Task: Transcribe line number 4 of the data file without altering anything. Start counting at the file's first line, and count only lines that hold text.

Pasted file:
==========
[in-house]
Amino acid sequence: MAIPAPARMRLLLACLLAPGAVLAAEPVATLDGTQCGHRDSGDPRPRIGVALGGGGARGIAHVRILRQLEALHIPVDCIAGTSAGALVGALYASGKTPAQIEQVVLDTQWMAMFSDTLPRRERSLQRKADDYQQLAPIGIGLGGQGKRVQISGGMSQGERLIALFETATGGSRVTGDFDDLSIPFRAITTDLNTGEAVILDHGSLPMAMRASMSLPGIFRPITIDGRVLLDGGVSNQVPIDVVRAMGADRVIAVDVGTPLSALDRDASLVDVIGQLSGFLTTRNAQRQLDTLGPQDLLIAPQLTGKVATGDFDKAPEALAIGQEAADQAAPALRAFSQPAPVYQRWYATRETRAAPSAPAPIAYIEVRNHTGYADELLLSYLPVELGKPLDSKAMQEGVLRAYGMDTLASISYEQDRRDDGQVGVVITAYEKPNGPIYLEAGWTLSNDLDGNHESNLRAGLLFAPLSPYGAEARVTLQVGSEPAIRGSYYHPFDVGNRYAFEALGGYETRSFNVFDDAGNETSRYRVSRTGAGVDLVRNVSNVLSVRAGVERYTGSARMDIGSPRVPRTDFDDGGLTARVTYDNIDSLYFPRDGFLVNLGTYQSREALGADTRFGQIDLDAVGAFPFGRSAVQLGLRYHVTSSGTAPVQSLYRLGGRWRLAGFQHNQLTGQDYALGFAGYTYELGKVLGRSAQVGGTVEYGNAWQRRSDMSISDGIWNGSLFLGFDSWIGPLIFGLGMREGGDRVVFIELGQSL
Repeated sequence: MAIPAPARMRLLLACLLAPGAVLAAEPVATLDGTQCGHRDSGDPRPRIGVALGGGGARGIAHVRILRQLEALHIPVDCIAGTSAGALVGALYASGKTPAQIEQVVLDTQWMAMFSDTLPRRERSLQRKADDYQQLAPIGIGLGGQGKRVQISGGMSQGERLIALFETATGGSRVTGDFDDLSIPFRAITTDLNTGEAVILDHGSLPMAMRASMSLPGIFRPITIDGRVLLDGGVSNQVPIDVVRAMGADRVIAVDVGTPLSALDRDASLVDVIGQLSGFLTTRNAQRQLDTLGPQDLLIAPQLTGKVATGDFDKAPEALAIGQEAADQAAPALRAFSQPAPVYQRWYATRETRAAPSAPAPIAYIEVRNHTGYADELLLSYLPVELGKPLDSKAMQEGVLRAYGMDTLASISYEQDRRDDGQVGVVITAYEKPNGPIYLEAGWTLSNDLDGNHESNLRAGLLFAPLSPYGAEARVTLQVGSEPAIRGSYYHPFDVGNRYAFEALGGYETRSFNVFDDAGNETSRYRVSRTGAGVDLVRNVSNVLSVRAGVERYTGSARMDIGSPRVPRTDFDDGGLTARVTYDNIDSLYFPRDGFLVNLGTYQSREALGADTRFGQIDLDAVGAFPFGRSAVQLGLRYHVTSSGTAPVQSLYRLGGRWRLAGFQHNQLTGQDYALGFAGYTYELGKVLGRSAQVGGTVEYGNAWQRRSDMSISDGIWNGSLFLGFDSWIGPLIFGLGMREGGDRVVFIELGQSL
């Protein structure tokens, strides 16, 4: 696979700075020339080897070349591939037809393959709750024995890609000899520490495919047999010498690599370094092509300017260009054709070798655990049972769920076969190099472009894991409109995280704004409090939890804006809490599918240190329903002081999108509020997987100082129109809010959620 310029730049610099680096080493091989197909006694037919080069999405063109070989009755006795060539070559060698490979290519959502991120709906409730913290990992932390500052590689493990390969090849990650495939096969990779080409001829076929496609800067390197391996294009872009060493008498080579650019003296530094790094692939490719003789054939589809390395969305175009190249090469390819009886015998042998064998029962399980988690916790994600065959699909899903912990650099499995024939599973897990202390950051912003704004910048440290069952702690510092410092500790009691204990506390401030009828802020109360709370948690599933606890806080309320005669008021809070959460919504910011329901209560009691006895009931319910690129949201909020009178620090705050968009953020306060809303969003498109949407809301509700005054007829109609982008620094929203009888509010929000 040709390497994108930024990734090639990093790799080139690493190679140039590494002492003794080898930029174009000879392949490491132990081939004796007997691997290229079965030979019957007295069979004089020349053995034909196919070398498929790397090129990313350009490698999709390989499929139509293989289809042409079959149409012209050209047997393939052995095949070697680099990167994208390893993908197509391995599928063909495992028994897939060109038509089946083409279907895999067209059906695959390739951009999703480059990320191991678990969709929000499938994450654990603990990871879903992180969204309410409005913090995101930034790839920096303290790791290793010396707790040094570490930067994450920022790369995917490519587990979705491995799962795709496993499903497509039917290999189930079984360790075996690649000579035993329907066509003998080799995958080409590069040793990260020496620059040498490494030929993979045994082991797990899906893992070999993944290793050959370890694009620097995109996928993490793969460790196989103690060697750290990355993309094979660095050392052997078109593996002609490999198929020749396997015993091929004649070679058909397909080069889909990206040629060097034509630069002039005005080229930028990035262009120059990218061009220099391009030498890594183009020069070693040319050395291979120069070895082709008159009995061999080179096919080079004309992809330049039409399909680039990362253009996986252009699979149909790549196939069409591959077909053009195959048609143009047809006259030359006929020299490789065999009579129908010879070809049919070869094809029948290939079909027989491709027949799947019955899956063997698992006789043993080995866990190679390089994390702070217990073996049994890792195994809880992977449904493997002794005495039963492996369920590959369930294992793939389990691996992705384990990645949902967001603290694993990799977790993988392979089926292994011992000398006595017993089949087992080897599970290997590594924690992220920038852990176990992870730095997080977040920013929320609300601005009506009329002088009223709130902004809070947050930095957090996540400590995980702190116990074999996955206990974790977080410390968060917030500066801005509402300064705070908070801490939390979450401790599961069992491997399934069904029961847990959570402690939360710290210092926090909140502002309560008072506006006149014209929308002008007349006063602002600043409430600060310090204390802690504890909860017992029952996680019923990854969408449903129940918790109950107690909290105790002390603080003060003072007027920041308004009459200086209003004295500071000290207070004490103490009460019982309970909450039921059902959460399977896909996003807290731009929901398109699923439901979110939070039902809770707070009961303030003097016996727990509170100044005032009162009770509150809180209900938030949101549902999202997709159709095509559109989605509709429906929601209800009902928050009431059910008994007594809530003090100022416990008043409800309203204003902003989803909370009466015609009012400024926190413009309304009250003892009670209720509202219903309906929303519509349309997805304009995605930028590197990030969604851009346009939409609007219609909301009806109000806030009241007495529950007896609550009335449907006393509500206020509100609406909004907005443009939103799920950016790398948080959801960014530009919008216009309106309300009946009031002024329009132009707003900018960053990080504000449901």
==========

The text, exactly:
């Protein structure tokens, strides 16, 4: 696979700075020339080897070349591939037809393959709750024995890609000899520490495919047999010498690599370094092509300017260009054709070798655990049972769920076969190099472009894991409109995280704004409090939890804006809490599918240190329903002081999108509020997987100082129109809010959620 310029730049610099680096080493091989197909006694037919080069999405063109070989009755006795060539070559060698490979290519959502991120709906409730913290990992932390500052590689493990390969090849990650495939096969990779080409001829076929496609800067390197391996294009872009060493008498080579650019003296530094790094692939490719003789054939589809390395969305175009190249090469390819009886015998042998064998029962399980988690916790994600065959699909899903912990650099499995024939599973897990202390950051912003704004910048440290069952702690510092410092500790009691204990506390401030009828802020109360709370948690599933606890806080309320005669008021809070959460919504910011329901209560009691006895009931319910690129949201909020009178620090705050968009953020306060809303969003498109949407809301509700005054007829109609982008620094929203009888509010929000 040709390497994108930024990734090639990093790799080139690493190679140039590494002492003794080898930029174009000879392949490491132990081939004796007997691997290229079965030979019957007295069979004089020349053995034909196919070398498929790397090129990313350009490698999709390989499929139509293989289809042409079959149409012209050209047997393939052995095949070697680099990167994208390893993908197509391995599928063909495992028994897939060109038509089946083409279907895999067209059906695959390739951009999703480059990320191991678990969709929000499938994450654990603990990871879903992180969204309410409005913090995101930034790839920096303290790791290793010396707790040094570490930067994450920022790369995917490519587990979705491995799962795709496993499903497509039917290999189930079984360790075996690649000579035993329907066509003998080799995958080409590069040793990260020496620059040498490494030929993979045994082991797990899906893992070999993944290793050959370890694009620097995109996928993490793969460790196989103690060697750290990355993309094979660095050392052997078109593996002609490999198929020749396997015993091929004649070679058909397909080069889909990206040629060097034509630069002039005005080229930028990035262009120059990218061009220099391009030498890594183009020069070693040319050395291979120069070895082709008159009995061999080179096919080079004309992809330049039409399909680039990362253009996986252009699979149909790549196939069409591959077909053009195959048609143009047809006259030359006929020299490789065999009579129908010879070809049919070869094809029948290939079909027989491709027949799947019955899956063997698992006789043993080995866990190679390089994390702070217990073996049994890792195994809880992977449904493997002794005495039963492996369920590959369930294992793939389990691996992705384990990645949902967001603290694993990799977790993988392979089926292994011992000398006595017993089949087992080897599970290997590594924690992220920038852990176990992870730095997080977040920013929320609300601005009506009329002088009223709130902004809070947050930095957090996540400590995980702190116990074999996955206990974790977080410390968060917030500066801005509402300064705070908070801490939390979450401790599961069992491997399934069904029961847990959570402690939360710290210092926090909140502002309560008072506006006149014209929308002008007349006063602002600043409430600060310090204390802690504890909860017992029952996680019923990854969408449903129940918790109950107690909290105790002390603080003060003072007027920041308004009459200086209003004295500071000290207070004490103490009460019982309970909450039921059902959460399977896909996003807290731009929901398109699923439901979110939070039902809770707070009961303030003097016996727990509170100044005032009162009770509150809180209900938030949101549902999202997709159709095509559109989605509709429906929601209800009902928050009431059910008994007594809530003090100022416990008043409800309203204003902003989803909370009466015609009012400024926190413009309304009250003892009670209720509202219903309906929303519509349309997805304009995605930028590197990030969604851009346009939409609007219609909301009806109000806030009241007495529950007896609550009335449907006393509500206020509100609406909004907005443009939103799920950016790398948080959801960014530009919008216009309106309300009946009031002024329009132009707003900018960053990080504000449901």